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TV review: Sex & the City – Millennial Edition

They live in NY, they work for a fashion magazine, and … they are bold.

the bold type

From left to right:

Aisha Dee: Kat Edison, the social media gal who struggles with her own racial identity (she’s mixed race) and with her own sexuality (erm yeah that too). She’s on a journey to discover herself!

Katie Stevens: Jane Sloan, the writer with big aspirations and zero sexual awakening. She obv ends up having to write about sex, and still searching for her ‘voice’ half-way through season 2. 

Meghann Fahy: Sutton Brady, the fashion gal who kicks ass, has a great sex-life (oh yeah), whose grounded, hardworking, and also a romantic at heart.

Three millennials live in New Yorker… Today. Like TODAY-TODAY. In the times when you wake up with a cappuccinos in your right hand, are trying to smash the patriarchy during the day, smartphones control your life, and you are online 24/7.

At first, I thought the show was about three arrogant, spoiled, and ungrateful girls. Too harsh? Nah. Then I realised they weren’t the problem: I was. I saw them like that because I was projecting my own biases onto them. I was brought up to believe a girl needs to be nice, and sweet, and polite, and never upset anyone, and always, always to be liked. You know, the patriarchy.

The truth? The truth is that they are irreverent, kind, honest, unapologetic (like a young millennial not like a gen z), and absolutely fearless. They care for each other and support one another in their daily lives, and their friendship is really the center of the show. We follow their work-lives at Scarlet magazine, their love-lives in and out of the office, and their daily little (tiny) struggles.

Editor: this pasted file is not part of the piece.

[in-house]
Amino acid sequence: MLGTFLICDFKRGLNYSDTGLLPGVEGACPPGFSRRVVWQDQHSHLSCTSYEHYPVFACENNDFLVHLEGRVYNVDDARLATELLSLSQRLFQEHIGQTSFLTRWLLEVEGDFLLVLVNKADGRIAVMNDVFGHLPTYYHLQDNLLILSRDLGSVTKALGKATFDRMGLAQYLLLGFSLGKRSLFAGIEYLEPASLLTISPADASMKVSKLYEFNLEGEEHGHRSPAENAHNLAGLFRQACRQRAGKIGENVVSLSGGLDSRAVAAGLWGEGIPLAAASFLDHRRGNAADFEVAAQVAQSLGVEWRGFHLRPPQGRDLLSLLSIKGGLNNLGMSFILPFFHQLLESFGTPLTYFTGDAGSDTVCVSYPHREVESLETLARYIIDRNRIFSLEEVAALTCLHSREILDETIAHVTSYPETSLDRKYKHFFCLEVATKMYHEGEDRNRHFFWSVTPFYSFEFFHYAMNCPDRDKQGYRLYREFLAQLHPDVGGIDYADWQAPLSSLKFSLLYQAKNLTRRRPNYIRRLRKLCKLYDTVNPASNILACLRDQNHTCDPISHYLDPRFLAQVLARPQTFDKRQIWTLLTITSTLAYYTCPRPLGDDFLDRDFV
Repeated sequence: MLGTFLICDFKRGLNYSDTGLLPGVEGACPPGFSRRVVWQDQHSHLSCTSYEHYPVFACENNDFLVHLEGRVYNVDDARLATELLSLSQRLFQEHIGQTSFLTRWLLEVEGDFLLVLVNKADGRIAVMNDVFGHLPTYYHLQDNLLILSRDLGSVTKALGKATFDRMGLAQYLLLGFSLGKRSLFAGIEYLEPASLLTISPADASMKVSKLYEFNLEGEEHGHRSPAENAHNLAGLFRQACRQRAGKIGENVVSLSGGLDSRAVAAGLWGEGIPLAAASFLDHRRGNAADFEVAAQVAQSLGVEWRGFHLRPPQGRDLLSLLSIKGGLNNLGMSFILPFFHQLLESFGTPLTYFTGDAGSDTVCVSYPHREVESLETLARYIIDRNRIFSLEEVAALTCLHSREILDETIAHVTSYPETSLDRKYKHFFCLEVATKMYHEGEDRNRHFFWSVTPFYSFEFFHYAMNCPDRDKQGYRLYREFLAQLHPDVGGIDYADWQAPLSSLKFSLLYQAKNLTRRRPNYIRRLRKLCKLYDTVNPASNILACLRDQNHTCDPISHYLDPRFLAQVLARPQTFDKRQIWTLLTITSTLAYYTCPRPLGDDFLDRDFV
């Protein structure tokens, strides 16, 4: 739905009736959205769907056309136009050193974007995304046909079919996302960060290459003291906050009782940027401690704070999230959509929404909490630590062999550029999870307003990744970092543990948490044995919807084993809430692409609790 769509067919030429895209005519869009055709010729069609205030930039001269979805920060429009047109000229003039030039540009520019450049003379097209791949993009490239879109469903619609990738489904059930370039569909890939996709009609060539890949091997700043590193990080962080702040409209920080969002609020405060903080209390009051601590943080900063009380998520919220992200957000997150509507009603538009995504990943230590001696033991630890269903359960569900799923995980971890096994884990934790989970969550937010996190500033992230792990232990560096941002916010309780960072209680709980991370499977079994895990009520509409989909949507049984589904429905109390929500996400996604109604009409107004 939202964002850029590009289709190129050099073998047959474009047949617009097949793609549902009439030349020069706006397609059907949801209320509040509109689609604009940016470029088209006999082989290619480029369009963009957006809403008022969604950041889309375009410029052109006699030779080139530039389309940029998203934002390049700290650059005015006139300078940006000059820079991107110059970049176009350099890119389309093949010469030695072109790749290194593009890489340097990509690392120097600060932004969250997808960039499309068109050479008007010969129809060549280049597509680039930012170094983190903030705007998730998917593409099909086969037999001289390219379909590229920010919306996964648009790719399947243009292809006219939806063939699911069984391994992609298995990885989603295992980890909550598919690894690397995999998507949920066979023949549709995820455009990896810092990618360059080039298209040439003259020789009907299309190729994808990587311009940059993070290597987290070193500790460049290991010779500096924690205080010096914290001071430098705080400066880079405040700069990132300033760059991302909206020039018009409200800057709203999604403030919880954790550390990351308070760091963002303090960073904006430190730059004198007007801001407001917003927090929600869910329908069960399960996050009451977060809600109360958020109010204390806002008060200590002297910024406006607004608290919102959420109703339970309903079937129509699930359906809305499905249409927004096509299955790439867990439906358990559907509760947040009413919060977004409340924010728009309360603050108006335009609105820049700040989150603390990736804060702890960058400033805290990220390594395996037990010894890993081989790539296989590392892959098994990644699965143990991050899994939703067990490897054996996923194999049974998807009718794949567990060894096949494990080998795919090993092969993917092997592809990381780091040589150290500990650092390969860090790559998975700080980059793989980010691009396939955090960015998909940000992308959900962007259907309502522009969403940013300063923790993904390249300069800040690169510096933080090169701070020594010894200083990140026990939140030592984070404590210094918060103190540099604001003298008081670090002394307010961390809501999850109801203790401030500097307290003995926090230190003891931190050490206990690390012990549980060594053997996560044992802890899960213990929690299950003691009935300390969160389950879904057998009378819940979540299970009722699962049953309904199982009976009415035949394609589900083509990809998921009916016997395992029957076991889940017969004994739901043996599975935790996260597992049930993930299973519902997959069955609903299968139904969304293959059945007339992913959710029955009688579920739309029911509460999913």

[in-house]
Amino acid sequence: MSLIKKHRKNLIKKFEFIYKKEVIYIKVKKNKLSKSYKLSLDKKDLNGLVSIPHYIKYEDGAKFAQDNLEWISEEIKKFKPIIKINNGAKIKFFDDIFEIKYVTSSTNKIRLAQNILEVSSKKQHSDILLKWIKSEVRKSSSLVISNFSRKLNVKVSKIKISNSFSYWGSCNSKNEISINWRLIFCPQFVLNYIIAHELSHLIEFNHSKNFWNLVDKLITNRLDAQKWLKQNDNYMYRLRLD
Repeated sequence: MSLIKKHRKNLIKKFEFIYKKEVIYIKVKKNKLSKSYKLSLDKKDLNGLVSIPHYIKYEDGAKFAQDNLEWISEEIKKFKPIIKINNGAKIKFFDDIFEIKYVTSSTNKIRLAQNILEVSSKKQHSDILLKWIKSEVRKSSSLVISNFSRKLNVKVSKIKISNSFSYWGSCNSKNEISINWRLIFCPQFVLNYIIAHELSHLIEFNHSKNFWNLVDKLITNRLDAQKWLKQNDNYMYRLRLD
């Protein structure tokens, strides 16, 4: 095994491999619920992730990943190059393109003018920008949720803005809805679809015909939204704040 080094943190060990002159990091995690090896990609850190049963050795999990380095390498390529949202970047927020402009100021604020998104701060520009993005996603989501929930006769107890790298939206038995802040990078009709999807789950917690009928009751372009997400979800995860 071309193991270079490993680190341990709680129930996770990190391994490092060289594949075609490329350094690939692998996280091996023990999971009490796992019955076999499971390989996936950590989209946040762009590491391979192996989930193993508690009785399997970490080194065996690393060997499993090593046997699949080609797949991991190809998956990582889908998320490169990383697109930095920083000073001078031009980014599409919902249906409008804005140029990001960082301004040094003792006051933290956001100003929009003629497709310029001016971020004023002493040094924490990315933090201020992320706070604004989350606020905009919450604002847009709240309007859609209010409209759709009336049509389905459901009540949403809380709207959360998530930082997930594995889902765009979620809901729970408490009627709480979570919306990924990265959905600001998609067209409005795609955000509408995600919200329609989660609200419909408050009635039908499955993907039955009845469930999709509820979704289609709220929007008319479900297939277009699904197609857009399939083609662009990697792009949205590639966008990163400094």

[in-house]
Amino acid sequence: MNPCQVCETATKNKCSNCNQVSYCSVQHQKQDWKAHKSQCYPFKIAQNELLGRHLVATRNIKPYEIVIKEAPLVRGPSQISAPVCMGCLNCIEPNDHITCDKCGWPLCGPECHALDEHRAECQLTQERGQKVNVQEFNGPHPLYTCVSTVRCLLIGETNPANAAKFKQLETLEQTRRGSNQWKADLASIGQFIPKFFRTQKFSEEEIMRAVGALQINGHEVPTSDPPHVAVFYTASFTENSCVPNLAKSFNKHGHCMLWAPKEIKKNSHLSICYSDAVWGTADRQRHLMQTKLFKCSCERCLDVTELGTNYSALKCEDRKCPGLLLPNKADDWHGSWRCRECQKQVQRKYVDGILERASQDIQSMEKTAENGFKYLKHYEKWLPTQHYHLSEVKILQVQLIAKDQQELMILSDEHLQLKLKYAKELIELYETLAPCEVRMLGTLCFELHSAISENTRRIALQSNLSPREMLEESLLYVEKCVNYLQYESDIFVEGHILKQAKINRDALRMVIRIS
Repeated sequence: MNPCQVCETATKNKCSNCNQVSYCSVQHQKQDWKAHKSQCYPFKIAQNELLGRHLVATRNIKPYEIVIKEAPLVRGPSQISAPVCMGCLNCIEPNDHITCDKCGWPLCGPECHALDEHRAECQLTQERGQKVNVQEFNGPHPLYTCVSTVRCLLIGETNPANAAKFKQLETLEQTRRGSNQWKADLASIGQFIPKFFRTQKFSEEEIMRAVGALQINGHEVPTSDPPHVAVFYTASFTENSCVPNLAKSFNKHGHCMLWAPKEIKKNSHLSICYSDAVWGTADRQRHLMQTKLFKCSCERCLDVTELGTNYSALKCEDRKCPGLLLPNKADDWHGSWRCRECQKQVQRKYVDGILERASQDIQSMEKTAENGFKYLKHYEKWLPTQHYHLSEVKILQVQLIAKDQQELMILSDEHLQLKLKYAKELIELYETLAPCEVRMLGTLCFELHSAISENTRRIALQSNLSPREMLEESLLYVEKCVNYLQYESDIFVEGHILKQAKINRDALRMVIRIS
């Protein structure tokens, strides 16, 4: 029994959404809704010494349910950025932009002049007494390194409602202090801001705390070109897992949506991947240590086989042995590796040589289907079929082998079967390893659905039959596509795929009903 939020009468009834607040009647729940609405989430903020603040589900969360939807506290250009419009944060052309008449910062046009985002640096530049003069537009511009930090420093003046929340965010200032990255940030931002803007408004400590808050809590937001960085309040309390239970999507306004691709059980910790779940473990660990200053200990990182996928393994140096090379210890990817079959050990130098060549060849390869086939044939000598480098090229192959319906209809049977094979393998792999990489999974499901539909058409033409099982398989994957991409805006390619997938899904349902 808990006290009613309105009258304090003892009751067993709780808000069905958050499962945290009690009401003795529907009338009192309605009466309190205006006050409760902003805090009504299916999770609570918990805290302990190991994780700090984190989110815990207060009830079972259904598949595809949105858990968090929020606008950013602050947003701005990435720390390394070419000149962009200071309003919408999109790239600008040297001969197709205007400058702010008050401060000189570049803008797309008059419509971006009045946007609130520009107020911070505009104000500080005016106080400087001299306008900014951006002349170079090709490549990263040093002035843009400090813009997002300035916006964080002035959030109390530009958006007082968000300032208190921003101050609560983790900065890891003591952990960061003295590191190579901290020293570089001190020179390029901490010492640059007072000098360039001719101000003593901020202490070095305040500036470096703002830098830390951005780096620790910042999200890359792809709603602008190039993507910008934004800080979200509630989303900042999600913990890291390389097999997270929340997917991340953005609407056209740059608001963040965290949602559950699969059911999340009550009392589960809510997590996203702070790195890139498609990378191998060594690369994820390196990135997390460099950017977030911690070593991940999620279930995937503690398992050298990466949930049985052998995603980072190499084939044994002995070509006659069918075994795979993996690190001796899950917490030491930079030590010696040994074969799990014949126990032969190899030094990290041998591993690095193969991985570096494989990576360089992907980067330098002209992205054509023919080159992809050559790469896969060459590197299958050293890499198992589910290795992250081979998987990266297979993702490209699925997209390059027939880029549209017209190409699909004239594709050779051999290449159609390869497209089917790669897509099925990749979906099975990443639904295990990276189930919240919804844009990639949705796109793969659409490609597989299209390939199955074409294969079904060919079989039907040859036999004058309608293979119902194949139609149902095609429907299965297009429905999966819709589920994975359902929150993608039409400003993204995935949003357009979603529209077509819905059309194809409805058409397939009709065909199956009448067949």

For sure, the show it’s unrealistic in many ways. For starters, I never worked for a fashion magazine, but I am pretty sure you don’t go from concept to publishing in a day. Secondly, I don’t know any Editor-in-Chief who knows every employee, even the junior ones, by name. And lastly, not every single crazy risky idea you have ever had at work turned out to be a success. However, there is one thing I feel The Bold Type does very well, and that is touching complex and taboo topics in a lighthearted way.

I am talking gun control, sexual assault, and cancer. But also female orgasm, no-strings-attached sex, lesbian sex, porn, revenge porn, being WOKE, anxiety, drugs, sexting, job (in)security, domme and subs, bondage, racism, being queer, and freezing your eggs. FUN 🙂

When it comes to the internet and millennials. it's not about the story. It's about the conversation it starts.

Kat - The Bold Type, S02E01: Feminist Army

Oh and if you had any doubt, I am Sutton of course. Trailer below as usual 🙂